Wasted waste: An evolutionary perspective on industrial by-products
AbstractEvery production process gives rise to unintended outputs. We argue that whether an output is desired or undesired, is not given per se, but depends on the economic circumstances which change over time. As a result, by-products of one industry, first perceived as non-marketable wastes, may become desired inputs into other production processes. By adopting an evolutionary perspective on economic dynamics, in particular by exploiting the concept of niche exclusion, we identify favorable circumstances for undesired outputs to become marketable. To cope with the pace and unpredictability of economic evolution, we argue for a flexible policy system which favors outcome- over process-oriented waste management policies and balances the responsibility between consumers and producers on the one side, and the society as a whole on the other side.
Download InfoIf you experience problems downloading a file, check if you have the proper application to view it first. In case of further problems read the IDEAS help page. Note that these files are not on the IDEAS site. Please be patient as the files may be large.
As the access to this document is restricted, you may want to look for a different version under "Related research" (further below) or search for a different version of it.
Bibliographic InfoArticle provided by Elsevier in its journal Ecological Economics.
Volume (Year): 68 (2009)
Issue (Month): 12 (October)
Contact details of provider:
Web page: http://www.elsevier.com/locate/ecolecon
Waste management By-products Pollution Niche Outcome-oriented policy Evolutionary perspective;
Please report citation or reference errors to , or , if you are the registered author of the cited work, log in to your RePEc Author Service profile, click on "citations" and make appropriate adjustments.:
- Ayres, Robert U & Kneese, Allen V, 1969. "Production , Consumption, and Externalities," American Economic Review, American Economic Association, vol. 59(3), pages 282-97, June.
- Noel, Michael, 1978. "Resource extraction and recycling with environmental costs," Journal of Environmental Economics and Management, Elsevier, vol. 5(3), pages 220-235, September.
- Baumgartner, Stefan & Winkler, Ralph, 2003. "Markets, technology and environmental regulation: price ambivalence of waste paper in Germany," Ecological Economics, Elsevier, vol. 47(2-3), pages 183-195, December.
- Jeroen Bergh, 2007.
"Evolutionary thinking in environmental economics,"
Journal of Evolutionary Economics,
Springer, vol. 17(5), pages 521-549, October.
- Smith, Vernon L, 1972. "Dynamics of Waste Accumulation: Disposal Versus Recycling," The Quarterly Journal of Economics, MIT Press, vol. 86(4), pages 600-616, November.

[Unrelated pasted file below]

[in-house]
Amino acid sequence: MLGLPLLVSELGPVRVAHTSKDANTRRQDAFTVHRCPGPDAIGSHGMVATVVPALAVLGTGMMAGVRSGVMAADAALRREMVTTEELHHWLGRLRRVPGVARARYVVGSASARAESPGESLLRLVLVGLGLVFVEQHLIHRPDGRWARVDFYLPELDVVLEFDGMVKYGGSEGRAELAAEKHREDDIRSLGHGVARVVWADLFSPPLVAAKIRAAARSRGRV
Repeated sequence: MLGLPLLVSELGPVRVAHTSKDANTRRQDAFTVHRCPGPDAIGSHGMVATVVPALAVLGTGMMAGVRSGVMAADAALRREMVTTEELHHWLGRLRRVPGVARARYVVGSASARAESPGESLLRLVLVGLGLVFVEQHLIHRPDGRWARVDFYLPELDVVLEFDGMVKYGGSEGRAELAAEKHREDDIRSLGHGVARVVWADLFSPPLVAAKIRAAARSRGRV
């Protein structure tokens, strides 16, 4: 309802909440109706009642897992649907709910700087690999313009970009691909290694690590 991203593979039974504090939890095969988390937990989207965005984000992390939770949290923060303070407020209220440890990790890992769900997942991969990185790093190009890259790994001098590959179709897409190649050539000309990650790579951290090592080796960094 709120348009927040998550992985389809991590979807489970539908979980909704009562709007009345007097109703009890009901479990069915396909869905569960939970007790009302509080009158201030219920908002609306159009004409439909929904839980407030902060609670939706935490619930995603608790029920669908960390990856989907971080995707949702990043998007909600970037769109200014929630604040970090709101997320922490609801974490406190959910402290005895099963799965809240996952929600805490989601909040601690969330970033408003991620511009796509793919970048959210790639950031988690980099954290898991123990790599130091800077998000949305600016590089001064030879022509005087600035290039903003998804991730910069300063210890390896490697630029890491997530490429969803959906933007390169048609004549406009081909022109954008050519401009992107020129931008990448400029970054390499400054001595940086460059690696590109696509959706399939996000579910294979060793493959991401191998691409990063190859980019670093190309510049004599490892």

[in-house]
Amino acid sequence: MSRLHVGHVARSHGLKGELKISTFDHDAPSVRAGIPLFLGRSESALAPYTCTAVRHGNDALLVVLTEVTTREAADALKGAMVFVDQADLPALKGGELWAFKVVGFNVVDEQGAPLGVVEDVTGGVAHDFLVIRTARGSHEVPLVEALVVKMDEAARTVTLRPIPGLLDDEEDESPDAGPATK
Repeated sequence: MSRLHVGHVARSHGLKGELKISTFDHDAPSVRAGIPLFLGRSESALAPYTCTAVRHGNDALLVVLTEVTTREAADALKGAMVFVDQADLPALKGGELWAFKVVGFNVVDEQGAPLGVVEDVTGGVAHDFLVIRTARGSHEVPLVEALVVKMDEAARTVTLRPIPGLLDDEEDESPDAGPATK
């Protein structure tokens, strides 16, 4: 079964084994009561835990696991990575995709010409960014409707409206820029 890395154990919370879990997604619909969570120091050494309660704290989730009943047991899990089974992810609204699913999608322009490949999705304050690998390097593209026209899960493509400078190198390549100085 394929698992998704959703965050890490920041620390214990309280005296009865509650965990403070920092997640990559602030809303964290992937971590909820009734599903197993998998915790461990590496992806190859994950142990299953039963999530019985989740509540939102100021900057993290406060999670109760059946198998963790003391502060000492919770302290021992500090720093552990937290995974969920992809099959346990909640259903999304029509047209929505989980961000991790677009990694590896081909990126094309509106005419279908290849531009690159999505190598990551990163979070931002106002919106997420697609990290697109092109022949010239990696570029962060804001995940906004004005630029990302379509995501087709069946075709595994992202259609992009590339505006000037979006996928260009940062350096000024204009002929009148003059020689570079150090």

- Anonymous, 2006. "Editorial Board," Agricultural and Resource Economics Review, Northeastern Agricultural and Resource Economics Association, vol. 35(1), April.
- C. G. Plourde, 1972. "A Model of Waste Accumulation and Disposal," Canadian Journal of Economics, Canadian Economics Association, vol. 5(1), pages 119-25, February.
- Richard R. Nelson, 1995. "Recent Evolutionary Theorizing about Economic Change," Journal of Economic Literature, American Economic Association, vol. 33(1), pages 48-90, March.
- Anni Huhtala, 1997. "A Post-Consumer Waste Management Model for Determining Optimal Levels of Recycling and Landfilling," Environmental & Resource Economics, European Association of Environmental and Resource Economists, vol. 10(3), pages 301-314, October.
- Anonymous, 2006. "Editorial Board," Agricultural and Resource Economics Review, Northeastern Agricultural and Resource Economics Association, vol. 35(2), October.
- Anonymous, 2006. "Editorial Information," Journal of Food Distribution Research, Food Distribution Research Society, vol. 37(01), March.
- Baumgartner, Stefan & Dyckhoff, Harald & Faber, Malte & Proops, John & Schiller, Johannes, 2001. "The concept of joint production and ecological economics," Ecological Economics, Elsevier, vol. 36(3), pages 365-372, March.
- Ayres, Robert U., 2004. "On the life cycle metaphor: where ecology and economics diverge," Ecological Economics, Elsevier, vol. 48(4), pages 425-438, April.
For technical questions regarding this item, or to correct its authors, title, abstract, bibliographic or download information, contact: (Wendy Shamier).
If you have authored this item and are not yet registered with RePEc, we encourage you to do it here. This allows to link your profile to this item. It also allows you to accept potential citations to this item that we are uncertain about.
If references are entirely missing, you can add them using this form.
If the full references list an item that is present in RePEc, but the system did not link to it, you can help with this form.
If you know of missing items citing this one, you can help us creating those links by adding the relevant references in the same way as above, for each refering item. If you are a registered author of this item, you may also want to check the "citations" tab in your profile, as there may be some citations waiting for confirmation.
Please note that corrections may take a couple of weeks to filter through the various RePEc services.